So, two rounds into the World Championships and here I am on table (Worlds Competitors/2). My opponent for this miserable match to determine who will remain down here was Franco Bonazza, likewise a National Champion. Seems like the kids these days are no respecters of reputation. Franco was piloting the ubiquitous Valakut Ramp deck, which we thought based on the showings at recent 5K events and major tournaments was on the wane – how wrong, how wrong we were.
*Examine hand for Mark of Mutiny, find none*
Game 3: Like Nationals, his deck does what it should do and mulligans twice. I make a pile of vampires and swarm him to death in reasonable time – except he reveals post-game that he has *two* Primeval Titans in hand and has been on six mana for two turns. Unfortunately for him, much earlier in the game he’d harrowed and fetched double green, then asked for a takeback to get a mountain instead. I let him.
Out of the bottom bracket!
Enrico is the reserve member for Italy, beaten by the eventual champion. Ever wary of Italian banter after having to suffer the company of picarescas (does this work in Italian?) like Bramba Davide and Bruno, I am pleasantly surprised. He is much more agreeable than all those others. We even commiserate one another over all the play mistakes we make over the course of the match.
Game 1: The dream opening of one-drop into two one-drops on the play did for him.
Game 2: Another massive mana flood from me in this game, another resolved Sarkhan the Madwhich made three dragons, each one of which met its end in a variety of ways. Most humorous was the one which successfully ate an attacking Celestial Colonnade – I waited expectantly for some hitherto unforeseen trick that would trump the token, but instead Enrico sheepishly binned the manland then made a post-combat Journey to Nowhere. Not that I can preach, I missed a couple of Bloodghast triggers in the slow midgame which meant a mutual wallowing in our own inability.
Game 3: I Duress and see Gideon, Day of Judgement, Elspeth, Jace, Mana Leak and a couple of lands. I take the Day, and several turns later Enrico is still on three lands, the Mana Leak a fading memory, with my vampire horde knocking on the door.
Round 5: Yong Han Choo (Singapore) Valakut Ramp
A moment of comedy before the round, when I sat down and offered my hand.
Me – â€œI’m Joeâ€
Him – â€œJackson.â€
Me – â€œYes, Joe Jackson.â€
Him – â€œJackson?â€
Me – â€œYes, I’m Joe Jackson, Michael Jackson’s dadâ€
Him – â€œNo, I’m Jacksonâ€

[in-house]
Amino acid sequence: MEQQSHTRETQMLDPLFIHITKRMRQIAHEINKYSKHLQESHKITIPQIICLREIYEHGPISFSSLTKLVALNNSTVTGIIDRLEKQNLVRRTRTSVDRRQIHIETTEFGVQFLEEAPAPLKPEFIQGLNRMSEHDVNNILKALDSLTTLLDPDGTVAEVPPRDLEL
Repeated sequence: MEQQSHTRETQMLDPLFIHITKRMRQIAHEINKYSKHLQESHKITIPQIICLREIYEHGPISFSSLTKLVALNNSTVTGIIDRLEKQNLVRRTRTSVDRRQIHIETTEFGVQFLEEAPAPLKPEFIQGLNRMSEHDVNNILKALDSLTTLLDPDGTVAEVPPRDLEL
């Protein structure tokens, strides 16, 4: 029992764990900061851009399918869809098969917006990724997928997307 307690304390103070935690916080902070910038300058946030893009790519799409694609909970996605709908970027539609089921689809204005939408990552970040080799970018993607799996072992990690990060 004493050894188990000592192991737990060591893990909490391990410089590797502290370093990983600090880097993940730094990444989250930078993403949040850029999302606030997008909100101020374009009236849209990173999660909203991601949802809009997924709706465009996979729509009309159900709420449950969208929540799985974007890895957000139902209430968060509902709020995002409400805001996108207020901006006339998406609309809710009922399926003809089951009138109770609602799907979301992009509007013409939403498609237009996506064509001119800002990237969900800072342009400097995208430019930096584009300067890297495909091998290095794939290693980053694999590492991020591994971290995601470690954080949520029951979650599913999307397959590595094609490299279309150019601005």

Alriiiiight. So Jackson Choo (or Jackson Yong, tripartite names make me wonder) has a Pro Tour top 8 to his name, at Hollywood in 2008. He’s also got Valakut, which is bad/good for me depending on his Pyroclasm draw.
Game 1: One of those games where your opponent ends up on two life, and you wonder about that critical play where you would have pulled out the victory. The ‘just once’ on this occasion is turn 4, when I swing in with the team to put him to low life. I’ve got a board of Gatekeeper, Highborn and Pulse Tracker with four mana, and I drop a Vampire Lacerator to shorten the clock, figuring if he’d had the Pyroclasm he’d have used it the previous turn. He has the Pyroclasm. My drains put him to single digits, but I don’t draw enough gas before he resolves Primeval Titan. I make the frankly embarrassing play of flashing him a Mark of Mutiny in order to provoke a scoop, only for him to tutor up two mountains at instant speed to burn his own Titan, before making a second one. Not wondering, I die.
Game 2: I Duress his Tumble Magnet and make a crazy Demon of Death’s Gate on turn 3 after getting him to within two swings. He promptly tops another Magnet and puts me on lockdown, but eventually, after a really tight game in which his Valakut triggers and Raging Ravine get me down to within a couple of life, he runs out of charge counters and the Demon connects with all the momentum suggested by its evocative artwork.
Round 6: Christian Keeth (USA) B/R Vampires
Christian is a fugitive from WoW Minis and hails from Las Vegas – this is good, since I’ve never been to Sin City before and now I have a contact there. He’s one of the Americans who gave me the list in the first place, and we’re laughing about it as we sit down for what promises to be a classic 75 card mirror. Except he’s betrayed me and put Skinrenders in his sideboard, thus ending our fledgling friendship in cruel fashion.
Game 1: I draw three Kalastria Highborn, which is a strong card. Except that’s more or less all I draw, and their brightly burning flames draw unwelcome moths in the form of Bolts and Arc Trails. Several Gatekeepers of Malakir are also distinctly unfair when I don’t have a Bloodghast.